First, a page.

Another metric I have been experimenting with is reporting the wealth number that would put somebody in the same position in the wealth distribution of our time. For example, it takes about £2,5m to qualify for the top-1% of British wealth (~$10m in the United States) distribution today. What amount of wealth did somebody need to join the top 1% in, say, 1815? If we could find out where Austen’s wealth of £631 (provided her annuities were her only assets) rank in the distribution of 1815, we can back out a modern-day equivalent. This measure avoids many of the technical problems above for how to properly adjust for a growing economy, and how to capture inventions in a price index – and it gets to what we’re really trying to convey: how wealthy was Austen in her time?
Alas, we really don’t have those numbers. We have to dive deep into the wealth inequality rabbit hole to even get estimates (through imputed earnings, capital stocks or probate records) – and even then the assumptions we need to make are as tricky and inexact as the ones we employ for wage series or prices above.
The bottom line is pretty boring: we don’t have a panacea. There is no “single correct measure”, and the right figure depends on the question you’re asking. A reasonable approach is to provide ranges, such as MeasuringWorth does.
But it’s hard to imagine the Financial Times writing “equivalent of between £45,000 and £2,767,000 at today’s prices”…
I’ve been working on Jane Austen and ethics recently. These ethical investigations have overlapped with considerations of politics and liberty, with regard to the progress of such ideas in the early nineteenth century when Austen was writing, along with the immediately preceding and following periods.
There is a well known Marxist view of the history of literature, which is that the novel (and other literary genres, but mostly the novel) can be seen as developing along with the development of the bourgeoisie, so that is progressive and emancipatory until the turning point year of 1848 when the bourgeois class at least in part turns against the progressive-democratic, working class, and national revolutions of the European Springtime of the Nations.
At this point the capitalist class flees from democracy, allying with the royalist and aristocratic forces to prevent a revolution that might overturn property relations as well as pre-democratic political forms. After 1848, the novel largely becomes inward looking and alienated from social reality, because of the ties of writers and readers to a bourgeois class trying to hold back socialist working class politics, or at least fears to ally with it.
The classic exponent of this view is the Hungarian philosopher Georg Lukács who was born into the Habsburg Empire and so wrote in German, very much continuing themes from German language philosophy, literary studies, and social science. The relevant texts include The Historical Novel and Studies in European Realism.
I do not write to advocate Lukács’ literary history and of course even less do I advocate his Leninist politics. However, he undoubtedly makes an important contribution. Not many people now, Marxist or otherwise, would advocate the more schematic elements of his literary history. Nevertheless he was continuing ideas he had before his turn to Marxism, as expressed in Theory of the Novel and Soul and Form and he was onto something with regard to the heroic and less heroic phases of literature.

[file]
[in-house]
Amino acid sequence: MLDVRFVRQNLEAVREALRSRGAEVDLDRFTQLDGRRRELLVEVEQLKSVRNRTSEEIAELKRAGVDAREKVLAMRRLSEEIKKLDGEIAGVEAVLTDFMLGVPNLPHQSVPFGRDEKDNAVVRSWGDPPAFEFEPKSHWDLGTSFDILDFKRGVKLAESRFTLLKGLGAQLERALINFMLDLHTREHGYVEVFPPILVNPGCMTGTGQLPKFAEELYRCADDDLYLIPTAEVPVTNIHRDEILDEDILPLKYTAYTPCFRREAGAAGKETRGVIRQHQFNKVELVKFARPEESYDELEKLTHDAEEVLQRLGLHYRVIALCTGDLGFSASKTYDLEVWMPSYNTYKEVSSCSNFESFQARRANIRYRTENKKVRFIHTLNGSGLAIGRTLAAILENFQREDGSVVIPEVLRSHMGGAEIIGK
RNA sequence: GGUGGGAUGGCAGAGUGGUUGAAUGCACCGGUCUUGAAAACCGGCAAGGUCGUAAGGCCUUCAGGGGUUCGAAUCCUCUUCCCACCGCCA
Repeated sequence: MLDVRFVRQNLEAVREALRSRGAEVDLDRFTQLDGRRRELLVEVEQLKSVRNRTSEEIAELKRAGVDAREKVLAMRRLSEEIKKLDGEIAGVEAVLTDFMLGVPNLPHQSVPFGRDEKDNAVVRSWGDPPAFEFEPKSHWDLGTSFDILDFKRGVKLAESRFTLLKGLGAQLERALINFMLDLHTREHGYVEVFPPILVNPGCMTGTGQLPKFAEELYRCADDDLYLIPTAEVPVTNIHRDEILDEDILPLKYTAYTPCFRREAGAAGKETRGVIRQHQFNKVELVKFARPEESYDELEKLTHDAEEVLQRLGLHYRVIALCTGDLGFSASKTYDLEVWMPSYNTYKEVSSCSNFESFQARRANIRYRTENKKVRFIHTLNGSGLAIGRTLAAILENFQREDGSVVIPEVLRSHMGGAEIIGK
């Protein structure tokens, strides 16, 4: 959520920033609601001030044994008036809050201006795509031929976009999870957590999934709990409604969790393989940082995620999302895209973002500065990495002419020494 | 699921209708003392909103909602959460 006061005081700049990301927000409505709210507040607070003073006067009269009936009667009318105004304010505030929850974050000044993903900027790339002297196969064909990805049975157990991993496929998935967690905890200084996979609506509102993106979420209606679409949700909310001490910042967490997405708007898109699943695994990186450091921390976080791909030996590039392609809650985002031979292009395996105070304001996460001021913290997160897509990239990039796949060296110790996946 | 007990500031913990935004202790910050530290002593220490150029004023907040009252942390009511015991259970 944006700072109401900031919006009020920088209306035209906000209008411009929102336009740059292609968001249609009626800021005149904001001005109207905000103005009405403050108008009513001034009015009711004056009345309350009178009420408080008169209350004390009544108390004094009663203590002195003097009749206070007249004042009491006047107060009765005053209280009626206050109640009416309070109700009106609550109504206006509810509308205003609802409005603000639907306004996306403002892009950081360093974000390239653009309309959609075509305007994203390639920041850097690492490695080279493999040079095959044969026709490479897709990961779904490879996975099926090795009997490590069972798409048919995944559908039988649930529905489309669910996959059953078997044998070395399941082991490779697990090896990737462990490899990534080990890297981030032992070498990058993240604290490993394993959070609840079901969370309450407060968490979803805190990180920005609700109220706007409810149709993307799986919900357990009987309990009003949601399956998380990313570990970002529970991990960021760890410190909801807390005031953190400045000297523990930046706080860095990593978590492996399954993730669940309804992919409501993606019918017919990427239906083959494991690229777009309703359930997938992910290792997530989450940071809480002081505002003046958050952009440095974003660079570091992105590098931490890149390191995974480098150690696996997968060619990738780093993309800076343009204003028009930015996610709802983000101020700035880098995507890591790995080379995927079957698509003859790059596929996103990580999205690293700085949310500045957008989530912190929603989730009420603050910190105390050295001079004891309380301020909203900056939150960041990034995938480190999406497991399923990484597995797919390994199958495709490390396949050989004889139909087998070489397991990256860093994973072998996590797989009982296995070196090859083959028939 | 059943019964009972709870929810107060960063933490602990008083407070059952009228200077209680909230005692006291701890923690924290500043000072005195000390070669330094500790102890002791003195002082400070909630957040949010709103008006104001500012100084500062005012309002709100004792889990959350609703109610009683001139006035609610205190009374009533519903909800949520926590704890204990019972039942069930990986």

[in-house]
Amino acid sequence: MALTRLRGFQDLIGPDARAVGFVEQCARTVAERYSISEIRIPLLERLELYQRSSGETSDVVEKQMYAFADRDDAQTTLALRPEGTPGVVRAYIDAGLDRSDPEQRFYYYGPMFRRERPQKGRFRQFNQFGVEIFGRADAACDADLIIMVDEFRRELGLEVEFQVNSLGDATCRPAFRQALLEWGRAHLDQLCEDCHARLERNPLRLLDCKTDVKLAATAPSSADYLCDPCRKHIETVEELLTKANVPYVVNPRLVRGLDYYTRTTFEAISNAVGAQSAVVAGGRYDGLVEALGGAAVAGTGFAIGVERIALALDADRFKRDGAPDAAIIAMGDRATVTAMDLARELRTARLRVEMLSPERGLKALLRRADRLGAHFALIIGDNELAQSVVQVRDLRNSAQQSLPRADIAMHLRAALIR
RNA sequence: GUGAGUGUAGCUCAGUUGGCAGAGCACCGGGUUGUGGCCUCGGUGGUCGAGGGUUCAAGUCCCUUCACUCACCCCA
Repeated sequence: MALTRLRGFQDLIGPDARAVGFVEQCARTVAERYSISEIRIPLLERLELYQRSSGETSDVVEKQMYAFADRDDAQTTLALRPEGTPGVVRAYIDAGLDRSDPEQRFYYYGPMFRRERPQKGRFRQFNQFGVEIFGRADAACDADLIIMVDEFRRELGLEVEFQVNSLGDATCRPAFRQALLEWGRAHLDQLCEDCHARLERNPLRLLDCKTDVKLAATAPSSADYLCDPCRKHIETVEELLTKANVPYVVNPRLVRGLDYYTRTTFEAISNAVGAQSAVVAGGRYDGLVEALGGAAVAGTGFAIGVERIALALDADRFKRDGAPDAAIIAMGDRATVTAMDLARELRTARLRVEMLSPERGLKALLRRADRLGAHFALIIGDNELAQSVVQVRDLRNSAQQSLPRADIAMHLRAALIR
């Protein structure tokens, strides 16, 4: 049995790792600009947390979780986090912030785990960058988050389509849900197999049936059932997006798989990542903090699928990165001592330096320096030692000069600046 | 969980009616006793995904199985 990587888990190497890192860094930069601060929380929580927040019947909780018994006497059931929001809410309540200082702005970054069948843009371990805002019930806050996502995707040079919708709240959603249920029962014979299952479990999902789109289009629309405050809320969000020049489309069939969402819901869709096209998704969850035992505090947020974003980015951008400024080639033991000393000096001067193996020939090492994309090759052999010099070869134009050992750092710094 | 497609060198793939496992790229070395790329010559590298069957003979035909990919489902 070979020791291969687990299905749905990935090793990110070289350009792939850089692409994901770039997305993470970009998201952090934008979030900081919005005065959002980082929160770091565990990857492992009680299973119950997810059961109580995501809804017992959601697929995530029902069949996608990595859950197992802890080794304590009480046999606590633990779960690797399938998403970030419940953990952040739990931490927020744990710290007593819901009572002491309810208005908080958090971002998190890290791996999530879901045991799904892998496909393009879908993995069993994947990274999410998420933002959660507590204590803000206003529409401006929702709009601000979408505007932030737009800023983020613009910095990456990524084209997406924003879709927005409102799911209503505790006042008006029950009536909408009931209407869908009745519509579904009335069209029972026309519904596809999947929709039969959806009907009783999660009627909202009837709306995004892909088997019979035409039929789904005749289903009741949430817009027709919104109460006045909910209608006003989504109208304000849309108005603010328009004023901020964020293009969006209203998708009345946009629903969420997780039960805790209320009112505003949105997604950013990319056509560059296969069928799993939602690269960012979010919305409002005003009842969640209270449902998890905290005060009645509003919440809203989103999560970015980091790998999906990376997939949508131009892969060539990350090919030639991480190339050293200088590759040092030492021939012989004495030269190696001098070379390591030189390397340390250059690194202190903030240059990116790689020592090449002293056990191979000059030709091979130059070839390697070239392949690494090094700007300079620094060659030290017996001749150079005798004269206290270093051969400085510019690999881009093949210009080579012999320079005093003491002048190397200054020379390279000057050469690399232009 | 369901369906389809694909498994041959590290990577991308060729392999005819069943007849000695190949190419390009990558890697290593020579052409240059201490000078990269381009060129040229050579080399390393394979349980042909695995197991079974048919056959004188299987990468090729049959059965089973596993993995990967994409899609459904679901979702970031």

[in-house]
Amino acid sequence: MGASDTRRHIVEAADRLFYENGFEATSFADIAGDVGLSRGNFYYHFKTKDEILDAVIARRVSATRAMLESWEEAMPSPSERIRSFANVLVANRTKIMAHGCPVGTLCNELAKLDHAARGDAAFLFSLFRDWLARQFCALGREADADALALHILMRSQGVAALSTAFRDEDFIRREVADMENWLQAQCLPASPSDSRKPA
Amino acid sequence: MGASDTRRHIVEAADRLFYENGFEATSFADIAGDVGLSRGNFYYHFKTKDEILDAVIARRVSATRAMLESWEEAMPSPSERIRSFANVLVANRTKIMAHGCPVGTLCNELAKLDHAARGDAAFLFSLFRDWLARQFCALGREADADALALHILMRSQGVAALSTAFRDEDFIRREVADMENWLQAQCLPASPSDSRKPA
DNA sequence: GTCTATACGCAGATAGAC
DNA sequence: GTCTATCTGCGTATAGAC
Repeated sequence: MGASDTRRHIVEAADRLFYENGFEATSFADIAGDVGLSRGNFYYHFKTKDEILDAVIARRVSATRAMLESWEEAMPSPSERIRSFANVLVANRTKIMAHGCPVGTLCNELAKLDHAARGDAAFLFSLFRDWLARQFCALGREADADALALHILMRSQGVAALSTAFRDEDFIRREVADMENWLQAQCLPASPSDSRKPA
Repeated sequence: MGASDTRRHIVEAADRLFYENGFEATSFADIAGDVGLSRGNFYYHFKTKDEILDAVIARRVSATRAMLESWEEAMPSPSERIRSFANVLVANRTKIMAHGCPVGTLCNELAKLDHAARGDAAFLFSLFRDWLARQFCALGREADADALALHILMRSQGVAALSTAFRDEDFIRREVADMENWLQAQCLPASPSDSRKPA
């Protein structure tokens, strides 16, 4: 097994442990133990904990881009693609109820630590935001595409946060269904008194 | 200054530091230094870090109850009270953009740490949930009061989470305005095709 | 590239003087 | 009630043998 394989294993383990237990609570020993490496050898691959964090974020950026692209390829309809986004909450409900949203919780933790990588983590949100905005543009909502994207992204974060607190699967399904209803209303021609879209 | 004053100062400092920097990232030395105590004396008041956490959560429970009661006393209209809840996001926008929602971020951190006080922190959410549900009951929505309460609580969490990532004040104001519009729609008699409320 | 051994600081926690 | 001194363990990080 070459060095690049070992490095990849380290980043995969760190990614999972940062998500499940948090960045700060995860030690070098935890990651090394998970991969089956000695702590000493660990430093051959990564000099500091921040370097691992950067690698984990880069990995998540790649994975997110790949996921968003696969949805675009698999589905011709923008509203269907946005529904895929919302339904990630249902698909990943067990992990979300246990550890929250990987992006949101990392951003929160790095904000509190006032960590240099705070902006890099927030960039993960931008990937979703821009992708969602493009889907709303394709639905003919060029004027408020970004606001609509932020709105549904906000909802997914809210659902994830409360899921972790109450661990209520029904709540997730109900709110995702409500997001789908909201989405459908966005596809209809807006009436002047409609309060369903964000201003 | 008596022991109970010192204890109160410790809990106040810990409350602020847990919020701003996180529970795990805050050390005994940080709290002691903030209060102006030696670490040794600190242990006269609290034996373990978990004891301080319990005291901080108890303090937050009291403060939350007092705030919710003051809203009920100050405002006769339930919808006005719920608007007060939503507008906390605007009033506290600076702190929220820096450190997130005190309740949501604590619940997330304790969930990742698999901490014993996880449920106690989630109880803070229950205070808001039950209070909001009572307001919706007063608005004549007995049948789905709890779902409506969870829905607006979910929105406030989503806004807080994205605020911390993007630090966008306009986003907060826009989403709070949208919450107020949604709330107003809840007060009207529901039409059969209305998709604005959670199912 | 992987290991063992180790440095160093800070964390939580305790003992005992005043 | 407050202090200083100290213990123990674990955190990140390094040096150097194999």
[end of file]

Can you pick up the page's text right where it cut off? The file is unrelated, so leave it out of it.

The novel itself has non-heroic and even anti-heroic aspects. If we take Miguel de Cervantes’ Don Quixote (1605 and 1615) as the starting point of the modern novel, a debatable proposition but not outrageously so, then the novel is something that starts with the mockery of the heroes of medieval knightly romance through a character trying to imitate them in real life Castile. It is a crude piece of social history to say this, but nevertheless it is roughly true that Don Quixote coincides with the growth of commercial Europe, trading across the Mediterranean and the Atlantic, as there is a growth of cities along with the increase in membership of the merchant and financial classes.
This is the sweet commerce rightly advocated by Charles-Louis de Secondat, Baron Montesquieu, but also the violent consolidation of European states and the growth of their overseas empires. This is not all pleasant, but then that makes it to some degree ‘heroic’, as heroism refers to struggle and triumph with limited regard for other concerns. The ‘heroism’ of Quixote is to observe the Spain of his time in his bizarre adventures, learning from experience and awakening from his illusions, if only on the point of death. He becomes disillusioned by experience so achieving a more inner awareness freed from the illusions of romances in an idea of authenticity which has its own romance. A romance that is very visible in the subsequent development of the novel.
Other inputs into the development of the novel include John Bunyan’s The Pilgrim’s Progress (1678), a religious story from England of salvation in an allegory focused on a hero called Christian. There was nothing new about texts of salvation, but this is a novel length narrative devoted to individual struggles with externalised representations of distractions from faith. It was read very widely in the English speaking Protestant world, turning theological concerns into a popular heroic narrative of release of the self from ungodly illusions, and references to it abound in later literature of a kind less guided by strict Reformation Protestantism. (to be continued)